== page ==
The Duke-UNC Zapruder film   

Updated: March 6, 2007, 1:59 PM ET

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It's always educational to learn what people think they know. Two people -- or a million -- can look at the same incident and come away with completely different reactions.

Where is this vague introduction leading? To the Tyler Hansbrough-Gerald Henderson incident in Sunday's Duke-North Carolina game. Obviously. Judging by the television coverage, all roads lead to the same place.

Tyler Hansbrough

Jim Bounds/US PRESSWIRE

Tyler Hansbrough (and the man responsible for that infamous flying elbow) aren't the most popular players among opposing fans.

Billy Packer said there was no way Henderson's flagrant foul was an intentional attempt to injure Hansbrough. A lot of other people -- including Coach K, of course -- thought the same.

I'm probably like most of you -- no particular rooting interest in the outcome of the game, no connection to either school or its players, no preconceived notions about Henderson or Hansbrough.

And I didn't see an accident. The hit Henderson put on Hansbrough was at least partially intentional. I don't think he could have foreseen the injury or the repercussions, but there's simply no way -- as Packer so definitively decreed -- he was going for the ball.

It seems pretty simple from here, as I'm sure it does from Coach K's office and Packer's courtside seat. I think the reaction is predictable, though, because nobody wants to believe a college kid would intentionally jackhammer an elbow into an opponent's nose. Nuance -- you know, a kid so frustrated by circumstances that he temporarily loses it and does something out of character -- is rarely considered.

For the most part, we only know what we think we know, except for this one undisputable fact: The replay of Henderson v. Hansbrough was on "SportsCenter" so many times in my house I found blood splatter on the family room floor.

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What you learn watching professional golfers hit golf shots during golf tournaments: The people who were brilliant and lucky enough to buy into The Villages -- with the music, the happy faces, the carefree living -- are enough to make you want to hurry up and get old.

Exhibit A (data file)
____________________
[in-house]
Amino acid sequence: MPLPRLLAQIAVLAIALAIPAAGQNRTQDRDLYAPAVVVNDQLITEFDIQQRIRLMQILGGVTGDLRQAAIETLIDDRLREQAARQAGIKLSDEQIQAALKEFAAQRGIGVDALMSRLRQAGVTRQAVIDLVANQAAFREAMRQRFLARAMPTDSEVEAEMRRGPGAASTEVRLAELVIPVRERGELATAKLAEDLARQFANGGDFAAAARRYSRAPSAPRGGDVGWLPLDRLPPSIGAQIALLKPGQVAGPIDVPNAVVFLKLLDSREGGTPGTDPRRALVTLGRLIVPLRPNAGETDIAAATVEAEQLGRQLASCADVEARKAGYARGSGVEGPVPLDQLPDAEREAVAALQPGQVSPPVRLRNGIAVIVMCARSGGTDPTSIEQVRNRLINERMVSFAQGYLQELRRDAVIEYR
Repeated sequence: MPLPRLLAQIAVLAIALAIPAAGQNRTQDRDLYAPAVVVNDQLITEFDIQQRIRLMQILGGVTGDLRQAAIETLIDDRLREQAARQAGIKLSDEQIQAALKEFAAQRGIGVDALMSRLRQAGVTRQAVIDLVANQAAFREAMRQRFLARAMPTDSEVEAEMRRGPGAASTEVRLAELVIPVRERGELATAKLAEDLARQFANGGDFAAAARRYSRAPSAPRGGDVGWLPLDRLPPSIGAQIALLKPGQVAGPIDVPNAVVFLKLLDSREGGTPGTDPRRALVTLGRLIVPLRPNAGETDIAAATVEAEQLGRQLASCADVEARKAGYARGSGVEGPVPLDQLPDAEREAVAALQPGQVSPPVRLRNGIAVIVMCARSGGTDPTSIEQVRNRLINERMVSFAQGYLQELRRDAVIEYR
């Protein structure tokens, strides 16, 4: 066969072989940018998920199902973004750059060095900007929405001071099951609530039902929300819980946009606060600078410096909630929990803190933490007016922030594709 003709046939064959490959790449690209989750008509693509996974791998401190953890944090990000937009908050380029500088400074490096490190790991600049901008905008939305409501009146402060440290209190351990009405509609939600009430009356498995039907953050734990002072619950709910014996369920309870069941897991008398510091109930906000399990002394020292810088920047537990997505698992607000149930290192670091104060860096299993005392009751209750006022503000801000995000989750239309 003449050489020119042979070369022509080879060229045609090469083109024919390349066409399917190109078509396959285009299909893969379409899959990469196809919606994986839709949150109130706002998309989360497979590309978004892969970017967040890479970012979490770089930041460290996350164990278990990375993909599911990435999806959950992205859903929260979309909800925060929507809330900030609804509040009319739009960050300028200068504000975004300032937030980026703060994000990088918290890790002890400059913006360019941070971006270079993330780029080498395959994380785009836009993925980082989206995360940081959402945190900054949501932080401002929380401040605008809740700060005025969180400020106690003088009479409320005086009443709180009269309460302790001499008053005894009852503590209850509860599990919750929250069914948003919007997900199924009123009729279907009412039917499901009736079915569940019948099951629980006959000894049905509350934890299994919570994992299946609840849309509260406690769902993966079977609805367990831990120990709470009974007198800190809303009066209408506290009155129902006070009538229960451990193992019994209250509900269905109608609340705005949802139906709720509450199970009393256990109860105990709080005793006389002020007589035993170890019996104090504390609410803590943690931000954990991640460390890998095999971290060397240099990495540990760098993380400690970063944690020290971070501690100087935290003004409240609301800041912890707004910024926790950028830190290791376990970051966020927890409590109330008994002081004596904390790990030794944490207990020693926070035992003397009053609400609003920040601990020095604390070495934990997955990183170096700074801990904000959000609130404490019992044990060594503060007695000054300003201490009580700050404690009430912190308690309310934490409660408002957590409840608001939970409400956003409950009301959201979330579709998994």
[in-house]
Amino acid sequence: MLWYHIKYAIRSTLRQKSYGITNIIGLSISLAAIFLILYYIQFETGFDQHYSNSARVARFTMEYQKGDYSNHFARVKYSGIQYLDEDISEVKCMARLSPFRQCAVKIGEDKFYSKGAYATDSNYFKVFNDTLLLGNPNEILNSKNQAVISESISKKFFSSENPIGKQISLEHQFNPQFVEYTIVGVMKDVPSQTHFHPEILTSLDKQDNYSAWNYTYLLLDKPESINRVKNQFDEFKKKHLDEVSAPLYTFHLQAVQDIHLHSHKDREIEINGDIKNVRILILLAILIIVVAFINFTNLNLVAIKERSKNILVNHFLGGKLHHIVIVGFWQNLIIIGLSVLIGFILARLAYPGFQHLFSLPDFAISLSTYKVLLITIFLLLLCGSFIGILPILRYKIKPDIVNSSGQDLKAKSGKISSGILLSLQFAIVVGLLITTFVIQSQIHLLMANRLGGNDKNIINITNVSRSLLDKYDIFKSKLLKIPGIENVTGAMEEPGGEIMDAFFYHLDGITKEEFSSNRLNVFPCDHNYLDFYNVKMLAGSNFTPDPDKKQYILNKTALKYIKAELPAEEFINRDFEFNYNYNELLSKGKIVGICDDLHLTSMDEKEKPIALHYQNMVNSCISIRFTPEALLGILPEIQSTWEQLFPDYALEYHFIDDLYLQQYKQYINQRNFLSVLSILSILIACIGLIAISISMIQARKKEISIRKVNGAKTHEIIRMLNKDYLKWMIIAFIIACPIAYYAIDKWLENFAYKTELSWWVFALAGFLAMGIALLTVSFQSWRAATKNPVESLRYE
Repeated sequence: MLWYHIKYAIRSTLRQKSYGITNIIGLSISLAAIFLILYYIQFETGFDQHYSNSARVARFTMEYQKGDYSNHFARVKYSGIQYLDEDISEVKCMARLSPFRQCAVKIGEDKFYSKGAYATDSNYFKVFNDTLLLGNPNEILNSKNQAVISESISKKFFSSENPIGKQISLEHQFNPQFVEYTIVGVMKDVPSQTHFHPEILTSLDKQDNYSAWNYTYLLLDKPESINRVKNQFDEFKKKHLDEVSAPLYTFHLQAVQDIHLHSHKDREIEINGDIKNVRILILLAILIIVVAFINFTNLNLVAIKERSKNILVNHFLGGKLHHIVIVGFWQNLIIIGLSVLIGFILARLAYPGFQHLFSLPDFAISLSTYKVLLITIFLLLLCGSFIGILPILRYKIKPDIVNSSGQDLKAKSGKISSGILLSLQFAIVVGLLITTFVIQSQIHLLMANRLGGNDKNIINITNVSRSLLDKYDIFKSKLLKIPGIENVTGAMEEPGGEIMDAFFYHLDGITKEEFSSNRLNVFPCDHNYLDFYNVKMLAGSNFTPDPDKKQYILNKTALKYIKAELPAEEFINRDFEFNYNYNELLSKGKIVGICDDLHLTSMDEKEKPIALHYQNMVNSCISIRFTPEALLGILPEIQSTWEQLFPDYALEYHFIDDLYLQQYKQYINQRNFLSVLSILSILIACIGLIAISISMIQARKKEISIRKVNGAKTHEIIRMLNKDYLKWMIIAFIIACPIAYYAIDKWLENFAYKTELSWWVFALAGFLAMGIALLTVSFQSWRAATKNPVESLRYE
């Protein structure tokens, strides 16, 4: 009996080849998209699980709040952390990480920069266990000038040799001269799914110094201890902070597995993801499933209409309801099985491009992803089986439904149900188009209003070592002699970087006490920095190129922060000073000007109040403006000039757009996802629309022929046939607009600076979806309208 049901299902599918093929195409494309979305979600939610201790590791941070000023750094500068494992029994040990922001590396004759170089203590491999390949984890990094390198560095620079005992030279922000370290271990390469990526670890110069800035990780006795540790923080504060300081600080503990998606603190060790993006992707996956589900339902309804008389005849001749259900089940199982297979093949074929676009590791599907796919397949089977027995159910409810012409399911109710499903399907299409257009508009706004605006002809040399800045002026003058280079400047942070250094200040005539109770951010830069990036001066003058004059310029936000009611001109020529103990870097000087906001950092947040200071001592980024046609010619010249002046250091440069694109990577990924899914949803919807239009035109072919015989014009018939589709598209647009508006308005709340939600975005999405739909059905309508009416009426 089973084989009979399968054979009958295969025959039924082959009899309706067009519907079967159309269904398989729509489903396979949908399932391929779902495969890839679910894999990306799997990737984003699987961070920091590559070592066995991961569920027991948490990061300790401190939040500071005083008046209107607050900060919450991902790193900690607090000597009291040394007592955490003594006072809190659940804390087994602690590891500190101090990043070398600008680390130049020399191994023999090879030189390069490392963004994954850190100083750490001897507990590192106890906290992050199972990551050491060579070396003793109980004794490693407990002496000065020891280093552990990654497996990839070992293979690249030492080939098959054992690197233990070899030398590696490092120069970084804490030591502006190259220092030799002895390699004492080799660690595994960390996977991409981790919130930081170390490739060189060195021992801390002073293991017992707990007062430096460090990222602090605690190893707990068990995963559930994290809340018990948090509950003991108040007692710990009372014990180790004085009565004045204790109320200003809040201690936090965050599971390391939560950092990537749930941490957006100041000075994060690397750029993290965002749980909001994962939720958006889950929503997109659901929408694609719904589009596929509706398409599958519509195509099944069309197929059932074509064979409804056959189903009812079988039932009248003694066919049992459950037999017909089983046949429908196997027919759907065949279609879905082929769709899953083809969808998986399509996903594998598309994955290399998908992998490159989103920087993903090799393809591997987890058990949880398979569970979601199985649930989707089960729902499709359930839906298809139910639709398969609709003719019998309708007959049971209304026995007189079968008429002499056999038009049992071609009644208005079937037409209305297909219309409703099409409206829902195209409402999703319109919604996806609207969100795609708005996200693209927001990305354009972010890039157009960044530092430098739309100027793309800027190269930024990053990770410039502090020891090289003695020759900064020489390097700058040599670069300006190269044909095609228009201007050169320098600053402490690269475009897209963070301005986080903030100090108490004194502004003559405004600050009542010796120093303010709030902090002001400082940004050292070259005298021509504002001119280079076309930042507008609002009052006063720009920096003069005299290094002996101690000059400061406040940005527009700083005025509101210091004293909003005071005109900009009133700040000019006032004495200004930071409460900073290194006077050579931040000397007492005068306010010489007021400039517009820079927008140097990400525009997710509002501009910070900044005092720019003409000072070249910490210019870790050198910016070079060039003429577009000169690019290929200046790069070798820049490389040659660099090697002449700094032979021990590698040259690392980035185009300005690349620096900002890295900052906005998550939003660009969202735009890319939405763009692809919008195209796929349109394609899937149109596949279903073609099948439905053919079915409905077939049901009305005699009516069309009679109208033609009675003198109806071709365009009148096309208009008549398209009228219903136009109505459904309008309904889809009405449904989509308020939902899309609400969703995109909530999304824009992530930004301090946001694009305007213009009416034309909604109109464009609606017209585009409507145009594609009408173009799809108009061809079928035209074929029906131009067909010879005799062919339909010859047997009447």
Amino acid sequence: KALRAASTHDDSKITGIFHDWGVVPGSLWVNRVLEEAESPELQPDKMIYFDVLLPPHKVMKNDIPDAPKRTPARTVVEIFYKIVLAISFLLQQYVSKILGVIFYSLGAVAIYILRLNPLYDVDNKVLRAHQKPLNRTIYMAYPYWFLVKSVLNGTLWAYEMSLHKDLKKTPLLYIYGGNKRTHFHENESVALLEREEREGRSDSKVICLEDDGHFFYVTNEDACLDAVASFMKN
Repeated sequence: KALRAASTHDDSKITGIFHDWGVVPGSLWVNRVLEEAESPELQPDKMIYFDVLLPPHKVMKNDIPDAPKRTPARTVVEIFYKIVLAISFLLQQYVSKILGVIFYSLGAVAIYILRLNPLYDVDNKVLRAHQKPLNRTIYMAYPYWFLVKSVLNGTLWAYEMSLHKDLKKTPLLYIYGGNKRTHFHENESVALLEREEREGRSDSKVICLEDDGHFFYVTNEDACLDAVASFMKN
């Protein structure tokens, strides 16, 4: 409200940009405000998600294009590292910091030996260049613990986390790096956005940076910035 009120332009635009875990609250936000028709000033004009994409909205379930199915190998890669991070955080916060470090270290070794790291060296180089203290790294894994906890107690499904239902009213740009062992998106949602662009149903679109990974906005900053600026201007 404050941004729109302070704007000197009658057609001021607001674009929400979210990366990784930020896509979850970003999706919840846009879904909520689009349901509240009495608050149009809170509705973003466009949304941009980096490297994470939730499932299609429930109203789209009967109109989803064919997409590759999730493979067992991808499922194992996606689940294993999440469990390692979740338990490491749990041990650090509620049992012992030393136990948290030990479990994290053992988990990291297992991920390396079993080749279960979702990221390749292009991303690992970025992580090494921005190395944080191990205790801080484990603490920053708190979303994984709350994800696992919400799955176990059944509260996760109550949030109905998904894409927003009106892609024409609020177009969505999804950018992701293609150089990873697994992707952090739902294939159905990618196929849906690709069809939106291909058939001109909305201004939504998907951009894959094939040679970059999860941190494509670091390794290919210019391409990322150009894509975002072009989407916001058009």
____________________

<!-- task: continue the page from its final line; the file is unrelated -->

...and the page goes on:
Once again, timing is everything in life: If Ron Artest hadn't carved "Kings" into his head during his team's recent road trip, the cops might not have been able to recognize him when they came to arrest him Monday after a domestic violence complaint.

This, apparently, is what happens when you spend too much time staring at Reche Caldwell's eyes: Bill Belichick is reportedly interested in bringing Randy Moss to the Patriots.

News item: Bears linebacker Lance Briggs says he won't play for Chicago anymore because he feels disrespected by being tagged the team's franchise player and being given a salary of $7.2 million for next season.

Your reaction, most likely: "The greedy ingrate -- how can anybody be disrespected at more than $7 million a year?"

The in-between stuff that doesn't always see daylight: The franchise tag removes the player from free agency and comes with no guaranteed money, at a time when free agents with less pedigree than Briggs are banking $20 million, guaranteed, when they sign their deals.

Which, of course, raises a question: How did the NFL Players Association ever agree to such a non-player-friendly rule?

Just for the heck of it: Lewis Lloyd.

Watching Joakim Noah run around like a madman Sunday made me ponder another question: Remember when beating Kentucky meant something?

I'd never pretend to be able to out-John Clayton anybody in the first place, but this is a real mystery: When I hear "the NFL's first $10 million per year defensive player" the name "Nate Clements" isn't anywhere near the top of my list.

"So Doc, it really hurts when I take my knee and jam it against my shoulder like this": With Dwyane Wade out again, isn't it about time for Pat Riley to take another hiatus?

In other news, Dennis Green was voted best coach and Barry Bonds best teammate: Kevin McHale of the Timberwolves is the No. 1 general manager in professional sports, according to the methodology employed by the people at Forbes magazine.

Proving that no one at Forbes ever reads a newspaper that includes standings: Billy King of the 76ers is No. 3.

Has it really come to this? Has Duke fallen so far that Coach K wants to dictate when the opposing coach should take out his starters to keep from embarrassing his team?

And finally, an existential question: What would happen if all the world's draftniks and all the world's bracketologists wound up in the same room at the same time?

Tim Keown is a senior writer for ESPN The Magazine. Sound off to Page 2 here.


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